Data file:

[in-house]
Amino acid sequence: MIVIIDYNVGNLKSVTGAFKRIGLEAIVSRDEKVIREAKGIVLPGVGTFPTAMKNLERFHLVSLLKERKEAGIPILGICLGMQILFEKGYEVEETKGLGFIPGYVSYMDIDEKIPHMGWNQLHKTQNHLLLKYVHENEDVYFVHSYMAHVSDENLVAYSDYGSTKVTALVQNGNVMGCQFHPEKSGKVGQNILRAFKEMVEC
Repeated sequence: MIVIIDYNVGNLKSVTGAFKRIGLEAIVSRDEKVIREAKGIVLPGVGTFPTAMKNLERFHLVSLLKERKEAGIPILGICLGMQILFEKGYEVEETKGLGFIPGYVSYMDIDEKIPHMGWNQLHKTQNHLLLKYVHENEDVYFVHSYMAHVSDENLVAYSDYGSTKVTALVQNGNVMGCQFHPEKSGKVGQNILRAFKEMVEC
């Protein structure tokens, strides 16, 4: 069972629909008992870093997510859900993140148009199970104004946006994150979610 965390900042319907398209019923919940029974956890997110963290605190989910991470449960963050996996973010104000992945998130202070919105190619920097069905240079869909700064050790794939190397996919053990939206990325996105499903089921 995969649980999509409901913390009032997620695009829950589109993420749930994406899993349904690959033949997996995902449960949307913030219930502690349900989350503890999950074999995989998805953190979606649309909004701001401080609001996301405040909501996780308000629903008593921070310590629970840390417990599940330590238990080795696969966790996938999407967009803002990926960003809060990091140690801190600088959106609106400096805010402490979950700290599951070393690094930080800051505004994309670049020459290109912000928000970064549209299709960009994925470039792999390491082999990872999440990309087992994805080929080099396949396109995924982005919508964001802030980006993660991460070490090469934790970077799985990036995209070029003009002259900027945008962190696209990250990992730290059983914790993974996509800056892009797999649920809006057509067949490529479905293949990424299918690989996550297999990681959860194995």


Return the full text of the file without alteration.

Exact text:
[in-house]
Amino acid sequence: MIVIIDYNVGNLKSVTGAFKRIGLEAIVSRDEKVIREAKGIVLPGVGTFPTAMKNLERFHLVSLLKERKEAGIPILGICLGMQILFEKGYEVEETKGLGFIPGYVSYMDIDEKIPHMGWNQLHKTQNHLLLKYVHENEDVYFVHSYMAHVSDENLVAYSDYGSTKVTALVQNGNVMGCQFHPEKSGKVGQNILRAFKEMVEC
Repeated sequence: MIVIIDYNVGNLKSVTGAFKRIGLEAIVSRDEKVIREAKGIVLPGVGTFPTAMKNLERFHLVSLLKERKEAGIPILGICLGMQILFEKGYEVEETKGLGFIPGYVSYMDIDEKIPHMGWNQLHKTQNHLLLKYVHENEDVYFVHSYMAHVSDENLVAYSDYGSTKVTALVQNGNVMGCQFHPEKSGKVGQNILRAFKEMVEC
């Protein structure tokens, strides 16, 4: 069972629909008992870093997510859900993140148009199970104004946006994150979610 965390900042319907398209019923919940029974956890997110963290605190989910991470449960963050996996973010104000992945998130202070919105190619920097069905240079869909700064050790794939190397996919053990939206990325996105499903089921 995969649980999509409901913390009032997620695009829950589109993420749930994406899993349904690959033949997996995902449960949307913030219930502690349900989350503890999950074999995989998805953190979606649309909004701001401080609001996301405040909501996780308000629903008593921070310590629970840390417990599940330590238990080795696969966790996938999407967009803002990926960003809060990091140690801190600088959106609106400096805010402490979950700290599951070393690094930080800051505004994309670049020459290109912000928000970064549209299709960009994925470039792999390491082999990872999440990309087992994805080929080099396949396109995924982005919508964001802030980006993660991460070490090469934790970077799985990036995209070029003009002259900027945008962190696209990250990992730290059983914790993974996509800056892009797999649920809006057509067949490529479905293949990424299918690989996550297999990681959860194995």